Hello! Thank you for joining me today on the blog.
Today, I’m naming names!
If you’ve heard it once, you’ve heard it a thousand times: Writing is a very lonely pursuit. I’m not speaking of the times spent on social media talking/posting about writing; I’m talking about those long stretches of time where you’re either pounding furiously at the keyboard, staring at a blank screen, or slowly but surely plugging away at your goal. It’s a solitary pursuit, to be sure.
This is why, in those times where you need advice on a plot point, a pointer about advertising, or just a jump start to your creativity, you go to your tribe. If you don’t have a tribe, I highly recommend getting one.
Every tribe is different. People play smaller or larger roles, but all your tribe members are important, because they are in YOUR tribe and they help you get through this writing life.
Note, I specifiy writing life, because your writing tribe may be different from your work tribe, which in turn may be different from your family tribe (or Fam Tribe, as my 13 year old daughter says). Point is, they are a cornerstone of that area of your life.
Today, I want to talk about my Writing Tribe, my Mermaid Squad, my Unicorn Legion. These are the writers (and “civilians” lol) who have helped me in some way throughout my writing career.
Kassanna Dwight – She reached out to me when we were both at Evernight Publishing, showed me how the “new” type of e-publishing worked. (I was running on the “two books a year” model, and she set me straight pretty quick.) She now runs the Interracial Author and Reader Expo down in Florida every year. She really gave me the boot I needed in the beginning to get started and keep going.
Lynn Chantale – Lynn was and is always up to hash out plot points. I can message her with the wildest plot: Say, a cat, who’s a shifter cat, like a Maine Coon. So, if they met a werewolf, how do you think they’d get along? No plot twist is too outrageous. She will work with me until it’s hashed out!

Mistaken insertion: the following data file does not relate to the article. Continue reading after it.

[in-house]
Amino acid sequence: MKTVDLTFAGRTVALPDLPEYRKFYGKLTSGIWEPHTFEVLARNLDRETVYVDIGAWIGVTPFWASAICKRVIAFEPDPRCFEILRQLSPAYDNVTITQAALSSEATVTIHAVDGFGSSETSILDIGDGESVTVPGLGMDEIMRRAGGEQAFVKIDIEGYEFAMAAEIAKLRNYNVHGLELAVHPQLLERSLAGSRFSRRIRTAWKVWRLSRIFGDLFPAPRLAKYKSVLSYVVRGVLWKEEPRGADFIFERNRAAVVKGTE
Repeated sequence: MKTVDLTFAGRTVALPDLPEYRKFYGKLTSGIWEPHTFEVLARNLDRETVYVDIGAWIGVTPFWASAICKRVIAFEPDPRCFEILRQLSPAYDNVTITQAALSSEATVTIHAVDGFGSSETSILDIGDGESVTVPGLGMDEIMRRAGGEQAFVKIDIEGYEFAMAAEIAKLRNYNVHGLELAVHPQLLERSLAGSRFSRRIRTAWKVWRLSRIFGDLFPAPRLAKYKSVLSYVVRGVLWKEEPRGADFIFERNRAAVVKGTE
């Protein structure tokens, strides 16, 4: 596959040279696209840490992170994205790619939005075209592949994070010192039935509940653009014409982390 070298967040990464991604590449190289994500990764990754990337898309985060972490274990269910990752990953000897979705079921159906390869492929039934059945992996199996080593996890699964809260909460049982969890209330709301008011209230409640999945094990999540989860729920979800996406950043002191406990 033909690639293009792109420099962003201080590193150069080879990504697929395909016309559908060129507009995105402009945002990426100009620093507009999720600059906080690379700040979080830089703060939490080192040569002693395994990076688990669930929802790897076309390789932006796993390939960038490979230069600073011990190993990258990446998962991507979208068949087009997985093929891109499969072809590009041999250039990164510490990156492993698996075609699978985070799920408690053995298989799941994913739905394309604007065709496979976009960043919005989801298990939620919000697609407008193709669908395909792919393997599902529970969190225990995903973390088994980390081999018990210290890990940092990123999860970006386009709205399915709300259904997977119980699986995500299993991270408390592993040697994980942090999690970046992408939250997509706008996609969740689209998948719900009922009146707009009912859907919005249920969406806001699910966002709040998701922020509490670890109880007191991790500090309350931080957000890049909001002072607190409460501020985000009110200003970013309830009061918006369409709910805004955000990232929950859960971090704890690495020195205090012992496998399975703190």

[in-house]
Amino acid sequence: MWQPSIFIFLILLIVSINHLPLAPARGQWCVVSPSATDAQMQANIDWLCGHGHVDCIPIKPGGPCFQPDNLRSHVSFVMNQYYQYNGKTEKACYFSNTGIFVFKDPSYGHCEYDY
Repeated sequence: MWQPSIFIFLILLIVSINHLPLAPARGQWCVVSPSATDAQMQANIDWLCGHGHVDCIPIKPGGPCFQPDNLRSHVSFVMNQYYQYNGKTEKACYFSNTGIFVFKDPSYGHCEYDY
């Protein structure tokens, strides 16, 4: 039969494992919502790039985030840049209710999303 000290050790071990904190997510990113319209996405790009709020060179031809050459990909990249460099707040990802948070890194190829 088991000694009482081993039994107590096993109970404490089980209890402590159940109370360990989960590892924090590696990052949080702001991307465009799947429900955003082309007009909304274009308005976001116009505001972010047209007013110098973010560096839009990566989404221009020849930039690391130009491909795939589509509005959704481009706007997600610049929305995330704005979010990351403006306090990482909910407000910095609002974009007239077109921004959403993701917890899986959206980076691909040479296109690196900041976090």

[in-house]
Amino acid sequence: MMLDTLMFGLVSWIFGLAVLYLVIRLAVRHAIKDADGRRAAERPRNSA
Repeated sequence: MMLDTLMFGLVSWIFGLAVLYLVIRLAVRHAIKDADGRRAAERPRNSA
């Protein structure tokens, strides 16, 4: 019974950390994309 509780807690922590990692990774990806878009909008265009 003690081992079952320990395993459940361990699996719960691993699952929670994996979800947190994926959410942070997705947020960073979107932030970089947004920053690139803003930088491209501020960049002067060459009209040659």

Mya Lairis – I met Mya when I got on with Loose Id (which is sadly, no longer in existence). I was so impressed with her body of books, and found her werewolf books to be refreshing different. She’s also good for a “what if” scenario and is super encouraging. Plus, she crochets and has great cats! She is the driving force behind Colors in Darkness, which is a group that focuses on horror, dark fantasy, and speculative fiction by people of color.
Eden Royce – Another publisher match – I “met” Eden when I had a book with Mocha Memoirs Press. An editor as well as an excellent short story writer (her work has appeared in magazines such as Fiyah and Strange Horizons), she’s also good for a fast turnaround beta read. Like within a day on a short story. I mean, we know how that goes, the story is hot from our twitching little fingers, and boy, we need someone to read it RIGHT NOW!!
Shyla Colt – Who doesn’t love a crafter? Shyla writes, makes soap, corrals children, and still finds time to offer encouragement on the (sometimes) weird stuff I want to write. Who gets messages where they have to clarify as such: “Okay, so he’s a unicorn shifter who works on a cardboard factory at night and is a vigilante on a motorcycle by night? Yeah, that works! Write it! LOL No plot or creature is too strange for us writers!
Taige Crenshaw – I’ve only recently met Taige, but the effect she has had on my writing life has been simply phenomenal. For the first time in yeeeeeaaaaarrssss, I’ve got a writing schedule that makes sense. I’ve got books that actually relate to each other. No idea is too far fetched for Taige. She has an answer for nearly every writing issue, and is overflowing with tips, tricks, and encouragement. Didn’t have a good writing week? Taige will give you exactly one pat on the head, and say “Now, how are you going to change going forward?” It’s all about taking action to improve the future instead of wallowing in past writing mistakes. She gives her time, and her vast, vast, VAST experience in the publishing world. She is a prolific writer who knows how to put words to paper and I am so happy to have met her. (Check out her site Designer’s Edge Ink for information on coaching and courses etc. You won’t be sorry.)
So, there you go. My writing tribe. The people above are important because they either held my hand and nodded or put a foot in my behind when I needed it.
Having a good tribe of positive people around you is more important than you can imagine. They drag you over the rough spots and cheer when you succeed. This is so important when you’re working by yourself most of the time.
So…who’s in your tribe?
Till next time,